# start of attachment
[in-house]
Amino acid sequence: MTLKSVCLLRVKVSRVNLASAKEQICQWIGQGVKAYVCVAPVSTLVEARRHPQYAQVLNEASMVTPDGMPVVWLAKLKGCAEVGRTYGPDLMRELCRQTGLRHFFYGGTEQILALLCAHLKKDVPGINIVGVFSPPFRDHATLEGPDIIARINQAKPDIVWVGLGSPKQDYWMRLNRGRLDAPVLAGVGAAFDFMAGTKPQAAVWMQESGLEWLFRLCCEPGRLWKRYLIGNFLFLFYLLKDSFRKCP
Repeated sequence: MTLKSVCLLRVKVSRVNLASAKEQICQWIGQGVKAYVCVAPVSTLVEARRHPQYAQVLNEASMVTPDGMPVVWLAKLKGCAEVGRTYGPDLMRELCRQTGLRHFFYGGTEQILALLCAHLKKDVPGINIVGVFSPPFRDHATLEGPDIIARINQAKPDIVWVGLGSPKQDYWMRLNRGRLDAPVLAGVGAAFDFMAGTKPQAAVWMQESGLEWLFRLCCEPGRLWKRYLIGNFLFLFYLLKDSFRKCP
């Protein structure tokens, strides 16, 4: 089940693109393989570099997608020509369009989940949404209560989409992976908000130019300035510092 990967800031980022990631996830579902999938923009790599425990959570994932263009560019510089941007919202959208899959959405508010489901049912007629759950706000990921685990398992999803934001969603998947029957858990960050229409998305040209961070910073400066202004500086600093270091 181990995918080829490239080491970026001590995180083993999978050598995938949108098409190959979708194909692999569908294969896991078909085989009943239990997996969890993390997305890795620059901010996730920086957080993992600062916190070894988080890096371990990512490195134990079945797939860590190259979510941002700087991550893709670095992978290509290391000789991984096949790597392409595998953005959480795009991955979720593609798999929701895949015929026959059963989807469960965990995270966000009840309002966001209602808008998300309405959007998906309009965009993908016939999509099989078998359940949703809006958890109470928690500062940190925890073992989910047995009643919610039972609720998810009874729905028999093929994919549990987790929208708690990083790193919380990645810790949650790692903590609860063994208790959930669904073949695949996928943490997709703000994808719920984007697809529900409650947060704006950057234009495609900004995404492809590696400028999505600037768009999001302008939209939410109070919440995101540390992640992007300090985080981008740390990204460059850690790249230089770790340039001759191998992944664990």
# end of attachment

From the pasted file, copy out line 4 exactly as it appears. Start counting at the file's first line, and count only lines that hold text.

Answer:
């Protein structure tokens, strides 16, 4: 089940693109393989570099997608020509369009989940949404209560989409992976908000130019300035510092 990967800031980022990631996830579902999938923009790599425990959570994932263009560019510089941007919202959208899959959405508010489901049912007629759950706000990921685990398992999803934001969603998947029957858990960050229409998305040209961070910073400066202004500086600093270091 181990995918080829490239080491970026001590995180083993999978050598995938949108098409190959979708194909692999569908294969896991078909085989009943239990997996969890993390997305890795620059901010996730920086957080993992600062916190070894988080890096371990990512490195134990079945797939860590190259979510941002700087991550893709670095992978290509290391000789991984096949790597392409595998953005959480795009991955979720593609798999929701895949015929026959059963989807469960965990995270966000009840309002966001209602808008998300309405959007998906309009965009993908016939999509099989078998359940949703809006958890109470928690500062940190925890073992989910047995009643919610039972609720998810009874729905028999093929994919549990987790929208708690990083790193919380990645810790949650790692903590609860063994208790959930669904073949695949996928943490997709703000994808719920984007697809529900409650947060704006950057234009495609900004995404492809590696400028999505600037768009999001302008939209939410109070919440995101540390992640992007300090985080981008740390990204460059850690790249230089770790340039001759191998992944664990």